HR – Nike 1

Shouting again. He stood from the chair and walked over to the huge mass.  He let his right-hand rest on its side before moving his left ear to it.  Yes, shouting.  He didn’t know the language but whoever was in there was not happy about something.

Another bad cocoon dream, he thought, returning to the old, wooden chair. He reversed it to rest his arms across the chair’s back.  Out the empty frame of the large picture window to his left, there was just the faintest red.  Sunrise would be soon, so his relief –

One tap at the door frame – the door was long gone – before the young man came in. Nike’s grey wings spattered with black fluttered a bit.

“’Sup, Nike. Any change?” The newcomer asked.

From his chair, Nike shook his head.

“You’re gonna wear yourself out, pulling double-duties like this,” the other said. “Still claiming to ‘have a feeling’ about this one?”


The other chuckled.

“How do you know – ”

Nike cut him off.

“How do we know anything, Nozh?” He demanded. “About that; about these?!”

Nike pointed first at the huge egg followed with his left finger up and his right thumb back: at his halo and small grey wings.

Nozh relented with a shrug and a droop to his wings. He took a few steps towards the egg.  At least a dozen feet in diameter, its leathery off-white form stretched from the floor to ceiling.  Fibrous, root-like tendrils from it invaded the tiles below and the wood above.  It was only ten days ago that Snaran, one of the few girls in Abandoned Factory, found it.  It had only been a few feet across.  Per their tradition, a schedule was made to keep an eye on it, so that whoever was inside would not come into the world alone.  Those that did….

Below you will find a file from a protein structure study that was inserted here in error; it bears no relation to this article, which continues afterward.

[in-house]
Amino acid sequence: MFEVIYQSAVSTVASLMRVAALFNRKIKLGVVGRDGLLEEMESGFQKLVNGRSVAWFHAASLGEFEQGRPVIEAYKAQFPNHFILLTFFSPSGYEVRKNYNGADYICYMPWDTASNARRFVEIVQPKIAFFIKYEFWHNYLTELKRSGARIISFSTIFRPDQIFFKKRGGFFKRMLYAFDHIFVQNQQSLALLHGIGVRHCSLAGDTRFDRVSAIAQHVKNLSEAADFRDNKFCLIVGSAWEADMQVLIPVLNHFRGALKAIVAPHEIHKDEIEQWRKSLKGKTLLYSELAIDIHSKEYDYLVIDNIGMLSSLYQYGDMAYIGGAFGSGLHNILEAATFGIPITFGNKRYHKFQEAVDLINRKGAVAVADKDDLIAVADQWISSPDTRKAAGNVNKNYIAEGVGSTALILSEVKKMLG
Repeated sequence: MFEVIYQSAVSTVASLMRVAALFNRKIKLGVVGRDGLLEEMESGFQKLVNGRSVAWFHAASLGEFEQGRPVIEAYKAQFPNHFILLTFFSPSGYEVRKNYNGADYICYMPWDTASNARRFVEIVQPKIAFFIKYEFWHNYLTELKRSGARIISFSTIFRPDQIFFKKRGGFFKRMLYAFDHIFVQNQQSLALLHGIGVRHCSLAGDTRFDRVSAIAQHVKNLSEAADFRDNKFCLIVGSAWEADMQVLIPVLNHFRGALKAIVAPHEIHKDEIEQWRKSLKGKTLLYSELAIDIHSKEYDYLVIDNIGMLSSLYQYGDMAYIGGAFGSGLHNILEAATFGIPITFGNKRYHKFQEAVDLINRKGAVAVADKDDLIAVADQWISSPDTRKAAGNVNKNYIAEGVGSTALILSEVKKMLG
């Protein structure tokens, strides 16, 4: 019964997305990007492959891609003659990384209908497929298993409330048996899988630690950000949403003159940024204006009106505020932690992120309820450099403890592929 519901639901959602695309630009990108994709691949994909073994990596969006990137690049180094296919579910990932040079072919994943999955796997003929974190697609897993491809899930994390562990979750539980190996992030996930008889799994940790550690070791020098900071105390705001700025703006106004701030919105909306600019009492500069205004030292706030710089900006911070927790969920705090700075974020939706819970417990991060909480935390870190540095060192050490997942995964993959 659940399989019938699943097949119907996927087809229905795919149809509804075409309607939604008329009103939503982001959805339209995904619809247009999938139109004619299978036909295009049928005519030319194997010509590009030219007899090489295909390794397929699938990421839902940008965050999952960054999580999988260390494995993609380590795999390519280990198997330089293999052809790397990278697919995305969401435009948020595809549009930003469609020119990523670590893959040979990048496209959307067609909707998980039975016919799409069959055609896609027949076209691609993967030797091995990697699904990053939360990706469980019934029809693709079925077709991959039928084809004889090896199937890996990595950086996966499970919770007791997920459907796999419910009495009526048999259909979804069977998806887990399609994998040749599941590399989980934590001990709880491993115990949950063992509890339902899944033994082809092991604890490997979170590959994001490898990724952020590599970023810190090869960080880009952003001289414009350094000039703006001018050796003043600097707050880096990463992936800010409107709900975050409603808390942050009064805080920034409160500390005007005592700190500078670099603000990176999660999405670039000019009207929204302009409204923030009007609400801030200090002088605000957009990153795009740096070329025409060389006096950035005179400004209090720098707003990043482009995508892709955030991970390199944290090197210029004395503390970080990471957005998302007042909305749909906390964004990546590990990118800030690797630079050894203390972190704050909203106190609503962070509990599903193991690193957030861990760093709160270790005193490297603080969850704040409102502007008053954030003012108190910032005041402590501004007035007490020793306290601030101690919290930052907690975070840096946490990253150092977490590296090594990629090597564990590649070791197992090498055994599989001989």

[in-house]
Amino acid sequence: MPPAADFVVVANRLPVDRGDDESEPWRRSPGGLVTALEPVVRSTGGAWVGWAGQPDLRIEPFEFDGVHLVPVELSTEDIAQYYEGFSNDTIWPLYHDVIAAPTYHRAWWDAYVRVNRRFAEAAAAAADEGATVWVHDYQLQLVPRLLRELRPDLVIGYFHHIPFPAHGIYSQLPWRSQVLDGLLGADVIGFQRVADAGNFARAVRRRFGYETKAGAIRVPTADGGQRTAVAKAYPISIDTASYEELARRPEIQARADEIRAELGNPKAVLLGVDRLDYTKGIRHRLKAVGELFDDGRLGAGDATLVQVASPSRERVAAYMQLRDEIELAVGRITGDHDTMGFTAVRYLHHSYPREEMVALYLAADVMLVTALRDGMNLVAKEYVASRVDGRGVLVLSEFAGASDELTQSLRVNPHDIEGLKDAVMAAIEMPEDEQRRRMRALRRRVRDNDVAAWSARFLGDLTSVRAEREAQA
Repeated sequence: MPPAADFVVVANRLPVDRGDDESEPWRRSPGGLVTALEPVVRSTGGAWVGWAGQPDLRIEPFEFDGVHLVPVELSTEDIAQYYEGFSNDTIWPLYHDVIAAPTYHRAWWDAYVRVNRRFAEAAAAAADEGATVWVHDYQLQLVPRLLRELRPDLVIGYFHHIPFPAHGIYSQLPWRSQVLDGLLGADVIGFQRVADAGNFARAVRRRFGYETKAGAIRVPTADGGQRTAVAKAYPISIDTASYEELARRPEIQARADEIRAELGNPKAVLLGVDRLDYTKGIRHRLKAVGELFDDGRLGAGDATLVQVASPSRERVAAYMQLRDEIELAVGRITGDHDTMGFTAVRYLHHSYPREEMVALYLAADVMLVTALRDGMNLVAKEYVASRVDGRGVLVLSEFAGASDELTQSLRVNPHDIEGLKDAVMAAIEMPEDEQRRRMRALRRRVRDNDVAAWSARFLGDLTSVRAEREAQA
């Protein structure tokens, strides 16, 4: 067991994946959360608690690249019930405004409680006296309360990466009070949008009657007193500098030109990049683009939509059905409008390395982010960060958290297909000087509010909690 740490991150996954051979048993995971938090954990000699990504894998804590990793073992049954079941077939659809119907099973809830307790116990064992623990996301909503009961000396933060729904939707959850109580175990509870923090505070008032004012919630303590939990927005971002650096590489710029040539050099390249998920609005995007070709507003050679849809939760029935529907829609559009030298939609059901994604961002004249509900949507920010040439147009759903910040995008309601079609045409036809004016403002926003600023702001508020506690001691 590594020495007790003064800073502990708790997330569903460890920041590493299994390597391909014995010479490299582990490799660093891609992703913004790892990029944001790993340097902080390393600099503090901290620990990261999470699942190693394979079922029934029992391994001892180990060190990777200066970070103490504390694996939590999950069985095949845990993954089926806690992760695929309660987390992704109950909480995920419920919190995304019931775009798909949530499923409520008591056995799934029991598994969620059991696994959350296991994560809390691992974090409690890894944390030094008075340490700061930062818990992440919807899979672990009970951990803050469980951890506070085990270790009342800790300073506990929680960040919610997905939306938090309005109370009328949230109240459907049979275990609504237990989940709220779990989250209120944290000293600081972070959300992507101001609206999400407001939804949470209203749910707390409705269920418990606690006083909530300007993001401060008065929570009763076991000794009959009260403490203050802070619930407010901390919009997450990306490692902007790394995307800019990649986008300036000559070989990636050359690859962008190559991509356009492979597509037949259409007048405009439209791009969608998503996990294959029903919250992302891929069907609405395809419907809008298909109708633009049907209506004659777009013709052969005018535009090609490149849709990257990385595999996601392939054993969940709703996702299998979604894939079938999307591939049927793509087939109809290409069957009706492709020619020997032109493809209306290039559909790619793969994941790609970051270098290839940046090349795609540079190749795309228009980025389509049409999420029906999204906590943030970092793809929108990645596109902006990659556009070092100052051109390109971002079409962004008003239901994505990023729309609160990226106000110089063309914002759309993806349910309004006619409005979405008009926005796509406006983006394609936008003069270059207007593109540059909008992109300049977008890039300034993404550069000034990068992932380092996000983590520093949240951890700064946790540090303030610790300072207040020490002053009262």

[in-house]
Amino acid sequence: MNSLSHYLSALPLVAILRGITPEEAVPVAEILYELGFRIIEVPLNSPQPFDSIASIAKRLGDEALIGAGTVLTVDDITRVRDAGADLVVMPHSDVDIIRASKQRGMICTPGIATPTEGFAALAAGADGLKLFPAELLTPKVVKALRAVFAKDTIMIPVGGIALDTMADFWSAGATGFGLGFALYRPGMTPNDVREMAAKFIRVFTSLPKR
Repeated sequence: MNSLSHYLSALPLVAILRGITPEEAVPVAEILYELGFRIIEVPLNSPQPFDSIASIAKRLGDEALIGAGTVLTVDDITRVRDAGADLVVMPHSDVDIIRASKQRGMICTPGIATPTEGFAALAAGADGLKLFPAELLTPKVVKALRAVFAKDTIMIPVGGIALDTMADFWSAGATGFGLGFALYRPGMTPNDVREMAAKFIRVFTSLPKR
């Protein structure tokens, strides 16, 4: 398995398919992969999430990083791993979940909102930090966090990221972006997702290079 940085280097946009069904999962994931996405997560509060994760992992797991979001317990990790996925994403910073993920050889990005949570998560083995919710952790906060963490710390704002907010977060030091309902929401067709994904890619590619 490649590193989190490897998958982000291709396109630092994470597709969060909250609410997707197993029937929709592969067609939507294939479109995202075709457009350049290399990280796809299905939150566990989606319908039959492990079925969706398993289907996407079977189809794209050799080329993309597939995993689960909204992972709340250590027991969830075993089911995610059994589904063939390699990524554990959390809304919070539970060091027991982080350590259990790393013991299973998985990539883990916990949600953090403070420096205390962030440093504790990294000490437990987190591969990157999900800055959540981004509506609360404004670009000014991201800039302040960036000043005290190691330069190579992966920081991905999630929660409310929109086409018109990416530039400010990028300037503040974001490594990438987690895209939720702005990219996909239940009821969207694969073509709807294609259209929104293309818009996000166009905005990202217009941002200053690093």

Nozh glanced out the empty window frame. There was now just enough light to see the Wall.  He turned further to where Nike sat.

“I relieve you,” he spoke in an officious manner, glancing past him at the long-dead equipment that occupied the rest of the large room. It had been a machine shop, once.

“Thanks,” Nike said, standing. He stretched and made for the door.

“Hey, Nozh?” He asked, flicking the other’s gold halo with a *ting!* “Sorry about being a jerk just now. Likely you’re right:  I’m just worn out!  Later!”

Nozh watched him leave. Nike was the oldest one there… mid-twenties, maybe?  There were already whispers that he would never have his Day of Flight:  those spots on his wings.  Otherwise, he was unfailingly polite to everyone else at Abandoned Factory:  a smile on his lean, olive face, crowned by dark, slightly curly hair that ended in white tips.

He dropped into the chair his senior had occupied, staring at the cocoon. Nozh had hatched from his just a little over a year ago.  At first disoriented and confused; all that made worse after a few days when the fever started and his wings tore out.

Nozh shuddered a little at that memory.

And now, their eldest seemed inordinately interested in this New One…

Wait. What was that?

Was that… angry shouting from inside…?

“I don’t know who you are in there,” Nozh muttered. “But please, don’t let us – let him – down!”